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Mind the gap: how to check for diastasis recti

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Octavia Hamilton

One of the questions I’m asked most as a perinatal physiotherapist is ‘when can I return to sport?’ There are lots of answers to this, but I always advise new mums to check if they have diastasis before attempting any exercise as this can do more damage than it’s worth.

Diastasis recti (also known as abdominal separation or divarication) is the partial or complete separation of the two abdominal muscles. During pregnancy, to make space for the growing baby, your diastasis rectus abdominus muscle separates. One study suggests that up to 60% of women experience abdominal separation after pregnancy.

Diastasis recti makes your stomach muscles weaker and often leads to these symptoms:

  • Tummy doming and feeling ‘still pregnant’
  • Bloated tummy at the end of the day
  • Lower back pain
  • Incontinence
  • Prolapse
  • Constipation
  • Poor posture

You can also check whether you have diastasis at home. Here’s how:

  1. Lie flat on your back with your knees bent and your feet on the floor.
  2. Lift your head and shoulders off the floor.
  3. Run the tips of your fingers along the midline of your abdomen.
  4. Press gently down along your midline, above and below your belly button.

There are three major things to look out for:

  1. Can you fit any fingers in the gap between the two sides of your stomach muscles? If there is a gap, how big is it? Is it bigger than 2.5cm, which is about two fingers?
  2. Are there visible changes to your belly? Tricky, I know, when your body has gone through so much change during pregnancy. But have a look to see if your belly button used to be an innie and is now an outie, or if your skin has stretched and lost some of its tension.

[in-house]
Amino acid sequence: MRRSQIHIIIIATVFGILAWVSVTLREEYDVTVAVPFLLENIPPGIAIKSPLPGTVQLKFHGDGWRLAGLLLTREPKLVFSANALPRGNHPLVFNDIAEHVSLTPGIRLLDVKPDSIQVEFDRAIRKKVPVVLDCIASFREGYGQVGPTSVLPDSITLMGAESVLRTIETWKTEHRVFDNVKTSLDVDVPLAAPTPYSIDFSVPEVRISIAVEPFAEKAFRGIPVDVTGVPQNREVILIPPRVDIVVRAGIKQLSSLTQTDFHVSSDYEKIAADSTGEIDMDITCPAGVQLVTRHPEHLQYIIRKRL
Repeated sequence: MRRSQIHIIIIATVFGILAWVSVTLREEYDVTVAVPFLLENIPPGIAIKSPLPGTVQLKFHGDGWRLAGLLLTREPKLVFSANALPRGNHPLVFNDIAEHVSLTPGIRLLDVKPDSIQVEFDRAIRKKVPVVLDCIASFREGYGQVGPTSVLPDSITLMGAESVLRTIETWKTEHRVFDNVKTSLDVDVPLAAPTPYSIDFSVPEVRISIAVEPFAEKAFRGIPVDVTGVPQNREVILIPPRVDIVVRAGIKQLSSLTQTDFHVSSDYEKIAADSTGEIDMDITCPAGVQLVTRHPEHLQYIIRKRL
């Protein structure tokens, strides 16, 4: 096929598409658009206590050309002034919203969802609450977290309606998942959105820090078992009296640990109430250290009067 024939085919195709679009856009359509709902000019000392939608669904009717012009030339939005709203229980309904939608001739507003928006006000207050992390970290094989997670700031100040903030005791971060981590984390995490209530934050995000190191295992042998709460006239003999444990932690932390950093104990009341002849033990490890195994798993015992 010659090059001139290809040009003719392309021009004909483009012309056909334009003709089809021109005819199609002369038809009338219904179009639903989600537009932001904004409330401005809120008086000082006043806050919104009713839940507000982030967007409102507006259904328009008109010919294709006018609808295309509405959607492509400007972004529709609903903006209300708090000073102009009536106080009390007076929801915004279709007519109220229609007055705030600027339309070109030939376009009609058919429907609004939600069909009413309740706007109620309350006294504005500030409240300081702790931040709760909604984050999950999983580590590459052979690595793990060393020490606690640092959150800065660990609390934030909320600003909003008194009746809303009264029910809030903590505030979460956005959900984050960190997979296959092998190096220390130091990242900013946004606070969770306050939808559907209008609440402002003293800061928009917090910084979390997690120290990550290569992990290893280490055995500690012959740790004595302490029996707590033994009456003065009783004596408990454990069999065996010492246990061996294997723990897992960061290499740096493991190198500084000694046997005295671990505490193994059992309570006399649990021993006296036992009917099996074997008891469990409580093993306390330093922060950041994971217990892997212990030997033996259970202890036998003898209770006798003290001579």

3. Is there any resistance when you press down? Can you get more resistance with a strong breath out, which will activate your transverse abdominals, and draw the navel back towards the spine? It’s not all about the gap. If you have a small gap but no resistance, then you’ll probably not have the control that you need, so it’s important to check this too.

If you think you probably do have abdominal muscle separation, don’t worry - there’s so much that can be done. The good news is that two thirds of women with a gap in their abdominal muscles of around 2cm or less tend to spontaneously recover by about eight weeks postpartum.

But some separations are more severe and will need some rehabilitation to recover from. In fact, not all separations will close, however all should get to the point where you can still have a very functional abdomen and feel strong. If your gap is 2.5cm or larger, or if it’s been more than six weeks since you’ve given birth and there’s still a gap, I recommend you get in touch with a physiotherapist or speak to your GP who will be able to refer you. You can also message me right here on Tinto, and I’d be happy to give you more specific advice.

You can then work together to rehabilitate your diastasis and build strength in the core. This will help you return to doing the things you love safely and confidently.